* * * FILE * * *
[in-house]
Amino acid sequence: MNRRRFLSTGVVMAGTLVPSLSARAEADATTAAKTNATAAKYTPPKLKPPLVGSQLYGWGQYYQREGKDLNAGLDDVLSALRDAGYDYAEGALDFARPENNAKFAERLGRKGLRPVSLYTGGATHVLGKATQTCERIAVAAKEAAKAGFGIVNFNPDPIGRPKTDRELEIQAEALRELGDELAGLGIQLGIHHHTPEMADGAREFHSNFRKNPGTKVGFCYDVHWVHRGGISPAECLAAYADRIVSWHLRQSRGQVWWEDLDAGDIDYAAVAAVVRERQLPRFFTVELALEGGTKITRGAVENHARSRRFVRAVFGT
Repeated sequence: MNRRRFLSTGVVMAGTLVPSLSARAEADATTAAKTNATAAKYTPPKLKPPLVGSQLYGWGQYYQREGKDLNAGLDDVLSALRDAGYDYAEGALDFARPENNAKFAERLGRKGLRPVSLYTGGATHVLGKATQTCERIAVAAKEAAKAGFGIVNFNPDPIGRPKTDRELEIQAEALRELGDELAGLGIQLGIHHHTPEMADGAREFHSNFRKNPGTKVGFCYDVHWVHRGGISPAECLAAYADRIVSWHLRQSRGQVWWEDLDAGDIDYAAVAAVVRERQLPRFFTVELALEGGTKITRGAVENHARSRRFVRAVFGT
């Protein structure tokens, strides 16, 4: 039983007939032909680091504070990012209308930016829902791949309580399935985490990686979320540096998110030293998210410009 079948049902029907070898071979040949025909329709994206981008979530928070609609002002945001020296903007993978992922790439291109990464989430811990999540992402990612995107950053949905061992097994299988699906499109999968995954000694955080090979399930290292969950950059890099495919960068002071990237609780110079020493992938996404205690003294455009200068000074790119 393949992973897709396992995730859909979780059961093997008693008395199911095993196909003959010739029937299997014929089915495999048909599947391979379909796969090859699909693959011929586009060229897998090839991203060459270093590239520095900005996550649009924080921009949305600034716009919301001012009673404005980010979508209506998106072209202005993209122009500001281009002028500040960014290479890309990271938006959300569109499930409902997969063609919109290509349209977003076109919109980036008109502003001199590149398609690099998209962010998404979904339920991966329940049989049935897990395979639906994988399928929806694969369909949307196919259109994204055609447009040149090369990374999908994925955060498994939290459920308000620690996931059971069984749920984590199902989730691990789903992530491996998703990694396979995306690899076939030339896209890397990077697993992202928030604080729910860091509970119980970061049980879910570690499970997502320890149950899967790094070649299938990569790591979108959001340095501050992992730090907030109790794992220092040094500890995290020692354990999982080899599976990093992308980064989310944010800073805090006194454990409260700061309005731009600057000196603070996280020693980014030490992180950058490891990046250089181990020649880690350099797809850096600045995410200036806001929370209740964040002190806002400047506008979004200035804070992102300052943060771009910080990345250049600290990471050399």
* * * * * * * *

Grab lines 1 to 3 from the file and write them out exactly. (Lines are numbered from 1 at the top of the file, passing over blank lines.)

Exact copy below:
[in-house]
Amino acid sequence: MNRRRFLSTGVVMAGTLVPSLSARAEADATTAAKTNATAAKYTPPKLKPPLVGSQLYGWGQYYQREGKDLNAGLDDVLSALRDAGYDYAEGALDFARPENNAKFAERLGRKGLRPVSLYTGGATHVLGKATQTCERIAVAAKEAAKAGFGIVNFNPDPIGRPKTDRELEIQAEALRELGDELAGLGIQLGIHHHTPEMADGAREFHSNFRKNPGTKVGFCYDVHWVHRGGISPAECLAAYADRIVSWHLRQSRGQVWWEDLDAGDIDYAAVAAVVRERQLPRFFTVELALEGGTKITRGAVENHARSRRFVRAVFGT
Repeated sequence: MNRRRFLSTGVVMAGTLVPSLSARAEADATTAAKTNATAAKYTPPKLKPPLVGSQLYGWGQYYQREGKDLNAGLDDVLSALRDAGYDYAEGALDFARPENNAKFAERLGRKGLRPVSLYTGGATHVLGKATQTCERIAVAAKEAAKAGFGIVNFNPDPIGRPKTDRELEIQAEALRELGDELAGLGIQLGIHHHTPEMADGAREFHSNFRKNPGTKVGFCYDVHWVHRGGISPAECLAAYADRIVSWHLRQSRGQVWWEDLDAGDIDYAAVAAVVRERQLPRFFTVELALEGGTKITRGAVENHARSRRFVRAVFGT